photo: Samantha Marble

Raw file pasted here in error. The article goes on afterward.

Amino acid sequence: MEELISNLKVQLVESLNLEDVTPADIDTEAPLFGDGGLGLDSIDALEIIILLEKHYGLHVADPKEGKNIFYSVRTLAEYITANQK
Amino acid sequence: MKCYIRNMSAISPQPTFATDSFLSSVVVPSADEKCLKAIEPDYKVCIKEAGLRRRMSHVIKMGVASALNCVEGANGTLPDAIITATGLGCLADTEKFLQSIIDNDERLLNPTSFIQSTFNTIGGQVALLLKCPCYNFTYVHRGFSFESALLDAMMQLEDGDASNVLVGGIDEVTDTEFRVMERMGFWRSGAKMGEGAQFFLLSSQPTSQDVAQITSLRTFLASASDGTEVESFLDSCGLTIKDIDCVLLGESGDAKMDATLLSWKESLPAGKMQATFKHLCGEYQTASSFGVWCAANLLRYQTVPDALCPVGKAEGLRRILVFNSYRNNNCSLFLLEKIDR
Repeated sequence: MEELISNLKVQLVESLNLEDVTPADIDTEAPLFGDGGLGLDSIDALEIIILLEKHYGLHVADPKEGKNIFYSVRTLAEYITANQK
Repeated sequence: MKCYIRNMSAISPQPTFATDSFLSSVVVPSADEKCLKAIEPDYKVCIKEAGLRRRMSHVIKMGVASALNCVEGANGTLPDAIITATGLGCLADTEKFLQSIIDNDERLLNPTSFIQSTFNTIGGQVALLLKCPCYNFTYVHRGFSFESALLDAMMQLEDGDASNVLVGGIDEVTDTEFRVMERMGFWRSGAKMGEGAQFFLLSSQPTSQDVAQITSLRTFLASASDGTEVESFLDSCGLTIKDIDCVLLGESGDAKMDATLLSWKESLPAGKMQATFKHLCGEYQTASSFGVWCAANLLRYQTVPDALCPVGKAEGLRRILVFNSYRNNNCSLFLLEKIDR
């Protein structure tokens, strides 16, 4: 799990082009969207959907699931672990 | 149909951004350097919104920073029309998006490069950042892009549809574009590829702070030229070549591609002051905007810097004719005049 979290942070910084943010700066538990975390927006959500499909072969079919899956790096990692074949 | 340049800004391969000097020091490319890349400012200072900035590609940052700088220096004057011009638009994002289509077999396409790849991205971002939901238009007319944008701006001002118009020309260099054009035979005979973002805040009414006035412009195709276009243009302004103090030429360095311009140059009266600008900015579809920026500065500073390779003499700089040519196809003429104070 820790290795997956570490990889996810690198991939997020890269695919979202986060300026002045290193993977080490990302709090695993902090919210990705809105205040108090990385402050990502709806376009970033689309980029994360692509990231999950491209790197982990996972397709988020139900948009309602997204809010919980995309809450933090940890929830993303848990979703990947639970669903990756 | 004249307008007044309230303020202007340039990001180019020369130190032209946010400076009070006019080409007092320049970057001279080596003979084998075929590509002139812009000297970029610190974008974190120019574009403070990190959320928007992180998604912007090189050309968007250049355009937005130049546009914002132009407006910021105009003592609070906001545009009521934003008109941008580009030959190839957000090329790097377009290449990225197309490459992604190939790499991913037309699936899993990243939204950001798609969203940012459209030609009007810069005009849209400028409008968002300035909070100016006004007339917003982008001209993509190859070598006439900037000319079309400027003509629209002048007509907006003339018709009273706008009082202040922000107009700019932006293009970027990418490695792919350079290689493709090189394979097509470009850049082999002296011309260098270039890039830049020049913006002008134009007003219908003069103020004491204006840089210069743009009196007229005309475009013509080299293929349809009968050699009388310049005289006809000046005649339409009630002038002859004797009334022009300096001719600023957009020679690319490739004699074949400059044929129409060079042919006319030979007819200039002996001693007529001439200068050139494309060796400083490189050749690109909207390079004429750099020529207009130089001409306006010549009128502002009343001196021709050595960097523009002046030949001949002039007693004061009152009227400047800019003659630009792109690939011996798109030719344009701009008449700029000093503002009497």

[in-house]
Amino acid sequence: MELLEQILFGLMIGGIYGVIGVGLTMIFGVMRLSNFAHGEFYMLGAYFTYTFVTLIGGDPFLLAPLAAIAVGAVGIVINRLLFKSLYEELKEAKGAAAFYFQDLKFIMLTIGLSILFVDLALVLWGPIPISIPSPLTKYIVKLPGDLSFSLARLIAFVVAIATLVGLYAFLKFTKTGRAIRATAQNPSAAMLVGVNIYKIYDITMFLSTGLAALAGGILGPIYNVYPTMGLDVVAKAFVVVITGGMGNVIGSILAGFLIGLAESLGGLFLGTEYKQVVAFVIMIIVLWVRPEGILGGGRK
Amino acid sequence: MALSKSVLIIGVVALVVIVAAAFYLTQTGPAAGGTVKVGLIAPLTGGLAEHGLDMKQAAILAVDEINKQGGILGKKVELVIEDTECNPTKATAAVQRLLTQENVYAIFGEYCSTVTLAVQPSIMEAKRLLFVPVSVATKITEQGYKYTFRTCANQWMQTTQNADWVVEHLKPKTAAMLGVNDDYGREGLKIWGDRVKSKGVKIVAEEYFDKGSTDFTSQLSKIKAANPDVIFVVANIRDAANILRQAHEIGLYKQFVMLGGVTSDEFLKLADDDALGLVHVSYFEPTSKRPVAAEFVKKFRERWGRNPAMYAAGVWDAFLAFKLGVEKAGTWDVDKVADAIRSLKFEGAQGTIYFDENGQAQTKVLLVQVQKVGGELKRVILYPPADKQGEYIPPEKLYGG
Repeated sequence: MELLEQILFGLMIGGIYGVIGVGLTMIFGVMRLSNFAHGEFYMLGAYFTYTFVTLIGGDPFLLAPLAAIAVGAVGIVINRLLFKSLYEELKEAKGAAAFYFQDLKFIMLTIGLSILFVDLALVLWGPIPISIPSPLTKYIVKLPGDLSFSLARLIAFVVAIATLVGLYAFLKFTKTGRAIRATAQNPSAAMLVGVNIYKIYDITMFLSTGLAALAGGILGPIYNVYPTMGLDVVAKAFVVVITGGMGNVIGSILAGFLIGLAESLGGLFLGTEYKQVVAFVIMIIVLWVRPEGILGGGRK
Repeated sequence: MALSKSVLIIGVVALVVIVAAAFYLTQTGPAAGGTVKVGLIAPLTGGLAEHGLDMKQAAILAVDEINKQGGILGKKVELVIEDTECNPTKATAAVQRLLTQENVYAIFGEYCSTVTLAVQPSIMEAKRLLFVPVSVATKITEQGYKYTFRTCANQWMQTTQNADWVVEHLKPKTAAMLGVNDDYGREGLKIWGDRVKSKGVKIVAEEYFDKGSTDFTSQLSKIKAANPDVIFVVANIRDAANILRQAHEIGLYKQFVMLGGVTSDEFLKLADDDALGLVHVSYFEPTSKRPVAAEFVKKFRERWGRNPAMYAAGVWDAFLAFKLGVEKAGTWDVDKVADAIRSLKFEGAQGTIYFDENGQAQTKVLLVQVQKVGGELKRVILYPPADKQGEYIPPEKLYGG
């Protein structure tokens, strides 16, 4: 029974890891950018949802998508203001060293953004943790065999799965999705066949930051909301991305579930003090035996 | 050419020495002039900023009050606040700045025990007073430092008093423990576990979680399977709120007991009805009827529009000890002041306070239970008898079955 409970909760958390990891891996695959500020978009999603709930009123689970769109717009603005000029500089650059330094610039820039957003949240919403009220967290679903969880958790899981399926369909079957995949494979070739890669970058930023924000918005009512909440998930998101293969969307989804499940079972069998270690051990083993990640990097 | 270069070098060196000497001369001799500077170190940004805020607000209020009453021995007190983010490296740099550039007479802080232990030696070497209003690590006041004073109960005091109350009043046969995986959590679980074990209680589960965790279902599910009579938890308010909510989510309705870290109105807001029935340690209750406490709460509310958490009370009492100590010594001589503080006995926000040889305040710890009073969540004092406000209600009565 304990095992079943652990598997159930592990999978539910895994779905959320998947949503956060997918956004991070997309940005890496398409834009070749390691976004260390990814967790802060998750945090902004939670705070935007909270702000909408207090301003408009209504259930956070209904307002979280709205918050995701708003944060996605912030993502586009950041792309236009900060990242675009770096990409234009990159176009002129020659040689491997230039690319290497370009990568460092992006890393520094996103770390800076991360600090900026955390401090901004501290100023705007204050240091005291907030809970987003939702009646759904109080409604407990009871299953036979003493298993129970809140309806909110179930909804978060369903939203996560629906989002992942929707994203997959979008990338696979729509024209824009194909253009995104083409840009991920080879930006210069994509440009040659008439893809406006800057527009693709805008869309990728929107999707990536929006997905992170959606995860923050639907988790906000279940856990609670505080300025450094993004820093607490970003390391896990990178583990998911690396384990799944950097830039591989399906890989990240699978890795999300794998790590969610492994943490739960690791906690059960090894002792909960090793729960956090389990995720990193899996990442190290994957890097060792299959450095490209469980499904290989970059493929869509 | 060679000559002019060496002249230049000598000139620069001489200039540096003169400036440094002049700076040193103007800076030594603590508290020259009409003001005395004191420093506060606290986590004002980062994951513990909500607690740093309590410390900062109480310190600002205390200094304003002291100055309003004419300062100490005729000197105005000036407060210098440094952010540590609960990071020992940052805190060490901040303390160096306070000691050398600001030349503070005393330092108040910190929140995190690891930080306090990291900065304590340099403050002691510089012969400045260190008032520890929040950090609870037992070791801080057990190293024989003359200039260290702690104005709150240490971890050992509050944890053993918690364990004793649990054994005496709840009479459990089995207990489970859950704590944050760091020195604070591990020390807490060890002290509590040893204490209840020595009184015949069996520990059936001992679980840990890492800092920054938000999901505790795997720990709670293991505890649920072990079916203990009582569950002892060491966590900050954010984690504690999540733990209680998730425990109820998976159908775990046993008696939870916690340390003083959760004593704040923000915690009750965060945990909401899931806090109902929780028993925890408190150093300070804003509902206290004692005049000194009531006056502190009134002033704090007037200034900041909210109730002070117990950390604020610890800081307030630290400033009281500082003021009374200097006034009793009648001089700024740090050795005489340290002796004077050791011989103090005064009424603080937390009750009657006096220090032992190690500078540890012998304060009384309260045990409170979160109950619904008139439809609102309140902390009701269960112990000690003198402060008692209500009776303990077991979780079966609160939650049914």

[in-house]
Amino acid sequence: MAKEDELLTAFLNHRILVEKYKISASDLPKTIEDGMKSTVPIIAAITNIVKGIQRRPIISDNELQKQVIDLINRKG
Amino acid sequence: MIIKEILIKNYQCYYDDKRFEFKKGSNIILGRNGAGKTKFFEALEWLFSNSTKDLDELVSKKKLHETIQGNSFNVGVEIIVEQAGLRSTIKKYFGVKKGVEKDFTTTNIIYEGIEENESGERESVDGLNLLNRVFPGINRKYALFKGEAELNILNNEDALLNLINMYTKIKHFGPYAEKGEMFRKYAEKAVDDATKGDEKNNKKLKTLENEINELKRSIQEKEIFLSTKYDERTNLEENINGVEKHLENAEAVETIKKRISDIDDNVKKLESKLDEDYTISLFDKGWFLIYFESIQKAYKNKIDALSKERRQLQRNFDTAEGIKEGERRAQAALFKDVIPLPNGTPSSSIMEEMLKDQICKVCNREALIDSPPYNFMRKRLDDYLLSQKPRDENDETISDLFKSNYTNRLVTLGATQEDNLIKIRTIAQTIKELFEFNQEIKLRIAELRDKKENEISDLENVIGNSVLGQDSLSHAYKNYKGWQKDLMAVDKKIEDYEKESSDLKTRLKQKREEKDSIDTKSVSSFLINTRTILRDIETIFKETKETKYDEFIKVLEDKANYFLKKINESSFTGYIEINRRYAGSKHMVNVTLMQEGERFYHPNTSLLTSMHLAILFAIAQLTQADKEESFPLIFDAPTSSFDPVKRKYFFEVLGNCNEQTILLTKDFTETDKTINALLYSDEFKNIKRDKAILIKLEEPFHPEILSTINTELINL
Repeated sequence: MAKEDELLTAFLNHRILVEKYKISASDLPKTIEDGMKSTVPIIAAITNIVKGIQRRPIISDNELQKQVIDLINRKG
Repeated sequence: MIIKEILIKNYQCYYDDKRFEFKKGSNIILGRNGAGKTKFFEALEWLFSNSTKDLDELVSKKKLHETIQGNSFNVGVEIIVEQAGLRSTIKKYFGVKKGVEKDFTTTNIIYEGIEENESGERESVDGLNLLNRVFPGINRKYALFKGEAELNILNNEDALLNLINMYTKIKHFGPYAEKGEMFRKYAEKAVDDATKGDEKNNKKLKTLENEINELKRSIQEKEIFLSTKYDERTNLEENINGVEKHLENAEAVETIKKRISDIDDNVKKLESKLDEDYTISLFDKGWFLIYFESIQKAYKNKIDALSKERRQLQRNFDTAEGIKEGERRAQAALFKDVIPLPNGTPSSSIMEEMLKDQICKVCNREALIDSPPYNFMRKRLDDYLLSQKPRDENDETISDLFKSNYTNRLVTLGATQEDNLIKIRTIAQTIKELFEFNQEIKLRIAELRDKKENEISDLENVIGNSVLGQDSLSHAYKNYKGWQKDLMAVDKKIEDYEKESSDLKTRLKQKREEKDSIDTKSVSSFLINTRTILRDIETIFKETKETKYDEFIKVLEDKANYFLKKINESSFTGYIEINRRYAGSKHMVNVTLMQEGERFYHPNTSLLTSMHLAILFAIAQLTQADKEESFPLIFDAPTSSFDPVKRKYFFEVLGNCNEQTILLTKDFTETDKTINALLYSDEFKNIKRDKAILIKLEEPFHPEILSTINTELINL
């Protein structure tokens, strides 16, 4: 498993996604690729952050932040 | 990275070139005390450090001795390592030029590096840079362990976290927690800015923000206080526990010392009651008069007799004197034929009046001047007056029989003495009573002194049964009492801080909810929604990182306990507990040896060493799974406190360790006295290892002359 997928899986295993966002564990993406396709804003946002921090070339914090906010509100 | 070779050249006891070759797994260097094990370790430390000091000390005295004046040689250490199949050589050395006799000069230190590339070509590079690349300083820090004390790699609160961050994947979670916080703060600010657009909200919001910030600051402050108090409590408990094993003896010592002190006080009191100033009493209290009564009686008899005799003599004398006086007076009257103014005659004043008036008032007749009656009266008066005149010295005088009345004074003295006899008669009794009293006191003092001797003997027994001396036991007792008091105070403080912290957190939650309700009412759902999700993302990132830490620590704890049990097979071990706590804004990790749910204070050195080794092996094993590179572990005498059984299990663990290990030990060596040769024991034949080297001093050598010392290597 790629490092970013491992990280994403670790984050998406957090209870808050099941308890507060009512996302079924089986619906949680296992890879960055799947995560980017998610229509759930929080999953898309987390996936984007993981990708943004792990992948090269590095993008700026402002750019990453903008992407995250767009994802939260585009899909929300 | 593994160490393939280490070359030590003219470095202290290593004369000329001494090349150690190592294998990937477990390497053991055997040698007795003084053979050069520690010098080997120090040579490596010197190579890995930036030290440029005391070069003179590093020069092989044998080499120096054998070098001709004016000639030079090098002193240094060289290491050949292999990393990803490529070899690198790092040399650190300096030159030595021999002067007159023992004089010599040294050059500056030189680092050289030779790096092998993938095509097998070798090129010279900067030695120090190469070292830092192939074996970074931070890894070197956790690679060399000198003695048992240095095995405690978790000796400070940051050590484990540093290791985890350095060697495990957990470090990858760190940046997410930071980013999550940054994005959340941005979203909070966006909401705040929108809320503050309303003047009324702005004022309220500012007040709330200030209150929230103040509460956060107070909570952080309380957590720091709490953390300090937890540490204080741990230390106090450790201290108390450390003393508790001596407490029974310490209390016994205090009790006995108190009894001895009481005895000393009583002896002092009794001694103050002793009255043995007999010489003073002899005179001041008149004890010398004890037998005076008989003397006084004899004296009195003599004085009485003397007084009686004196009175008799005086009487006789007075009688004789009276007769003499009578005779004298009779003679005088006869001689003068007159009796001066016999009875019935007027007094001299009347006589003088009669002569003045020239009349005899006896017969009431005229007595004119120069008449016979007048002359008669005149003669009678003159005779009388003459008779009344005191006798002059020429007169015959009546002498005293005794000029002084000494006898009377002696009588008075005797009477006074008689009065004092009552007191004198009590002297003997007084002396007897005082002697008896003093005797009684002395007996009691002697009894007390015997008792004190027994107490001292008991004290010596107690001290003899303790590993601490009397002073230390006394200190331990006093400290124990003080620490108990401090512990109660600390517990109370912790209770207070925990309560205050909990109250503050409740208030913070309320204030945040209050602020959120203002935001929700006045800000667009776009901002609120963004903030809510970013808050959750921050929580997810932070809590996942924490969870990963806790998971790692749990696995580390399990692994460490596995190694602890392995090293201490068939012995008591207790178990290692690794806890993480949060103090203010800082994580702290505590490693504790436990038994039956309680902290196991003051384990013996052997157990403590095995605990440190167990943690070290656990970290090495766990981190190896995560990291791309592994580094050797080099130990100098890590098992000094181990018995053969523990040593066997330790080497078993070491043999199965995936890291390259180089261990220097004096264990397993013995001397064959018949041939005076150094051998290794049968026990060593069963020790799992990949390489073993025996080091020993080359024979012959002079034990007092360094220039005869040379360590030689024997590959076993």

In this risk-taking, altogether unique and strikingly unsentimental indie-rock musical, Jim (a Pentagon contractor) and Jennifer (a news reporter) are blindfolded and held hostage in a dingy cell somewhere in an unnamed foreign country. There isn't any rising action, by design - the show is a series of riffs on the prisoners' situation rather than a conventional narrative, with hard-driving, grunge-tinged songs punctuating the wholly convincing book scenes (which are remarkable for their skillful blend of cold-eyed dread and gallows humor). The result is certainly vivid and it's easy to see why discerning freshness-seekers have turned this little downtown musical into a tough ticket: the show defies music theatre conventions both in subject matter and form. Yet in the end the terrific songs (by Kyle Jarrow) and the accomplished, haunting book (by Clay McLeod Chapman) add up to less than the sum of their parts: a little more plotting would change that and make the show more unified and satisfying. As the hostages, Hanna Cheek and Paul Thureen are especially remarkable for conveying a range of emotions while blindfolded and unable to show the audience their eyes. Abe Goldfarb scores with his perfectly judged delivery of an especially haunting monologue that is, for me, the show's most powerful scene.